Vacating Title to Fight Injured Anthony Pettis Would Be Risky Move for Jose Aldo

Chad DundasMMA Lead WriterFebruary 3, 2014

Feb 1, 2014; Newark, NJ, USA; Jose Aldo (red gloves) fights Ricardo Lamas (blue gloves) during UFC 169 at Prudential Center. Mandatory Credit: Joe Camporeale-USA TODAY Sports
Joe Camporeale-USA TODAY Sports

It took UFC President Dana White all of about four minutes on Saturday to negotiate terms for a superfight between featherweight champion Jose Aldo and lightweight champ Anthony Pettis.

With the Octagon still warm from his shellacking of Ricardo Lamas at UFC 169, Aldo told the first reporter to question him at the post-fight press conference that he wanted a bout with Pettis.

Aldo checked with White, White checked with Aldo—the process only slowed because the two men were working through Aldo’s interpreter—and it was done. There was no need to ask Pettis, who had confirmed his interest earlier in the evening on social media.

“Sounds like we’ve got a fight,” White said during the official press conference feed on UFC's YouTube account. “There you go. That was easy.”

It sure was.

Maybe a little bit too easy.

Granted, Aldo vs. Pettis is a tantalizing prize for fans, fighters and UFC brass alike.

After watching Aldo breeze past Lamas in overwhelming but uninspired fashion last weekend, conventional wisdom now says lightweight is the place for him. There will be bigger challenges and bigger paydays at 155 pounds and moving up to face Pettis seems far more interestingand profitablethan rematches against Chad Mendes or Cub Swanson.

Despite all the smiles and the easy-peasy-lemon-squeezy fashion in which this superfight appeared to fall into our laps, however, it’s far from a done deal.

In vacating his title to move up, Aldo would be risking an awful lot, all for a fight that may not even come off as scheduled.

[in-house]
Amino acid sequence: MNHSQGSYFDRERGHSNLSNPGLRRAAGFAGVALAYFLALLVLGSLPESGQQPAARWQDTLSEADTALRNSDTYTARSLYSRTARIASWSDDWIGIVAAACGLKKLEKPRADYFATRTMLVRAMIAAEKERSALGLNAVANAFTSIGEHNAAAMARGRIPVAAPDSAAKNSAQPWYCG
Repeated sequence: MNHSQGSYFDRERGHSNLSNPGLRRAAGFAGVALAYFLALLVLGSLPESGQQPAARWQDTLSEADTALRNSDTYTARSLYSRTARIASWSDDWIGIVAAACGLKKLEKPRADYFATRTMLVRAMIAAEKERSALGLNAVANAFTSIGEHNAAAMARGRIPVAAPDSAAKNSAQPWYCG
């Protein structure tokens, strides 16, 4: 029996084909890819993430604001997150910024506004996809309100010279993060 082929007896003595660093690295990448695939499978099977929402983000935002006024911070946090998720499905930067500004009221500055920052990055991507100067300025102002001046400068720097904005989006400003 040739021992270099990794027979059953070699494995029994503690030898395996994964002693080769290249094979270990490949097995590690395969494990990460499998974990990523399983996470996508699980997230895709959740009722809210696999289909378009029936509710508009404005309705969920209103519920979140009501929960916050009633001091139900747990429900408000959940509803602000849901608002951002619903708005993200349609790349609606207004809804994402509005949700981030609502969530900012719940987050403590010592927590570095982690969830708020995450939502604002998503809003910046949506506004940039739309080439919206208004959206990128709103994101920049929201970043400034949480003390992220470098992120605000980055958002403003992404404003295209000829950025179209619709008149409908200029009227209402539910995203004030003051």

There is still the small matter of Pettis’ health to clear up, after all.

The 27-year-old lightweight kingpin has been out of action since mid-November rehabbing a knee injury and the UFC is said to be targeting early July for his next fight. Pettis declared to that he’ll be ready, but the fight company’s own doctor has raised significant doubts.

“I would pray for him,” orthopedic surgeon Robert Klapper said on UFC Tonight (h/t a couple of weeks ago. “Coming back in July? That’s really optimistic.”

It’s possible the UFC knows something the public doesn’t about Pettis’ recovery, but it still feels like a roll of the dice for Aldo. It’d be a shame for him to give up his title, make the move to lightweight and then discover he’d have to wait longer than expected for the champion to get right.

Or, worse yet, accept another opponent.

Aldo would be the first champion of the Zuffa era to willingly vacate his belt in order to chase another title within the organization. Let’s not underestimate the perils inherent in a move like that.

Former heavyweight champion Bas Rutten tried to do something similar back in 1999. Rutten wanted to move down to fight Frank Shamrock in what was then called the “middleweight” division. Unfortunately, that superfight never happened after Rutten suffered multiple injuries while still in training.

As a result, he was forced to vacate the UFC title and retire from the sport. He never fought in the Octagon again, though he returned for a one-off bout in the short-lived WFA organization in 2006.

Jordan Strauss/Associated Press

Aldo is not in the same position as El Guapowho was already in his mid-30s in ’99but Rutten serves as a cautionary tale nonetheless.

The five months between now and July are an eternity in the fast-paced and unpredictable world of MMA. While we wait, any number of things could come along and scuttle the superfight, potentially leaving Aldo holding an empty bag.

There would be no take-backs either. The peanut gallery is already at work advocating a bout between Mendes and Swanson to fill his shoes at featherweight.

What would Aldo do if Pettis’ return is delayed? What if erstwhile No. 1 contender T.J. Grant is suddenly cleared by doctors to return from his concussion? What if Aldo himself—no stranger to the injured reserve—suffers an injury and has to pull out of the fight?

All of this is to say nothing of the possibility that Aldo moves up, loses to Pettis and must immediately go back down to reclaim what rightfully belongs to him.

Nam Y. Huh/Associated Press

If any of the above happens, we might end up wondering what all this superfight hysteria was about in the first place.

So far, Aldo has managed to fight his way past every obstacle he’s encountered during his 25-fight career. Here’s hoping his move to 155 pounds is no different.

We’d hate to see injury or unforeseen delays leave him as a champion without a country or title.